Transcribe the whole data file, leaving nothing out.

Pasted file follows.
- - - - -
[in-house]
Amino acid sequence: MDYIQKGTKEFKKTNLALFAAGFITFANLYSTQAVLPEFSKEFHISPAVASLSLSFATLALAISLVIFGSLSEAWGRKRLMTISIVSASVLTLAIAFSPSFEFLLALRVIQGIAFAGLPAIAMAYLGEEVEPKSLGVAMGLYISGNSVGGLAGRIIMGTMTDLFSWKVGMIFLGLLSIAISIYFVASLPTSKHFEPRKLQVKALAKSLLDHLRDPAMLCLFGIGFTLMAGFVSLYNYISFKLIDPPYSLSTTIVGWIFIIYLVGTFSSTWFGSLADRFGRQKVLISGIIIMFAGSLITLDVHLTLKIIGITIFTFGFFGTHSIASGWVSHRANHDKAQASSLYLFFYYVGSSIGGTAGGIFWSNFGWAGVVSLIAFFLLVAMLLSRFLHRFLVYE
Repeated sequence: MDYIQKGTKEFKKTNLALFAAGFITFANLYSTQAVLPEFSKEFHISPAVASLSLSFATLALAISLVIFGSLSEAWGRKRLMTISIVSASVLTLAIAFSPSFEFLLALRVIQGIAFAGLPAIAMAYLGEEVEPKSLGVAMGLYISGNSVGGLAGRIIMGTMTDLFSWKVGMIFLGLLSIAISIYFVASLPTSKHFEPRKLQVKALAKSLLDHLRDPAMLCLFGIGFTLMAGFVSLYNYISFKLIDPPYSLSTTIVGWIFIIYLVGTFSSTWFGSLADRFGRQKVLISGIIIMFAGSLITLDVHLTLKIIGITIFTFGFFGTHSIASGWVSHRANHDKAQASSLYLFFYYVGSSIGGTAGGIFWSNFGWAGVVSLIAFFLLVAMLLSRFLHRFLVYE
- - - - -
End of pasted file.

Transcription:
[in-house]
Amino acid sequence: MDYIQKGTKEFKKTNLALFAAGFITFANLYSTQAVLPEFSKEFHISPAVASLSLSFATLALAISLVIFGSLSEAWGRKRLMTISIVSASVLTLAIAFSPSFEFLLALRVIQGIAFAGLPAIAMAYLGEEVEPKSLGVAMGLYISGNSVGGLAGRIIMGTMTDLFSWKVGMIFLGLLSIAISIYFVASLPTSKHFEPRKLQVKALAKSLLDHLRDPAMLCLFGIGFTLMAGFVSLYNYISFKLIDPPYSLSTTIVGWIFIIYLVGTFSSTWFGSLADRFGRQKVLISGIIIMFAGSLITLDVHLTLKIIGITIFTFGFFGTHSIASGWVSHRANHDKAQASSLYLFFYYVGSSIGGTAGGIFWSNFGWAGVVSLIAFFLLVAMLLSRFLHRFLVYE
Repeated sequence: MDYIQKGTKEFKKTNLALFAAGFITFANLYSTQAVLPEFSKEFHISPAVASLSLSFATLALAISLVIFGSLSEAWGRKRLMTISIVSASVLTLAIAFSPSFEFLLALRVIQGIAFAGLPAIAMAYLGEEVEPKSLGVAMGLYISGNSVGGLAGRIIMGTMTDLFSWKVGMIFLGLLSIAISIYFVASLPTSKHFEPRKLQVKALAKSLLDHLRDPAMLCLFGIGFTLMAGFVSLYNYISFKLIDPPYSLSTTIVGWIFIIYLVGTFSSTWFGSLADRFGRQKVLISGIIIMFAGSLITLDVHLTLKIIGITIFTFGFFGTHSIASGWVSHRANHDKAQASSLYLFFYYVGSSIGGTAGGIFWSNFGWAGVVSLIAFFLLVAMLLSRFLHRFLVYE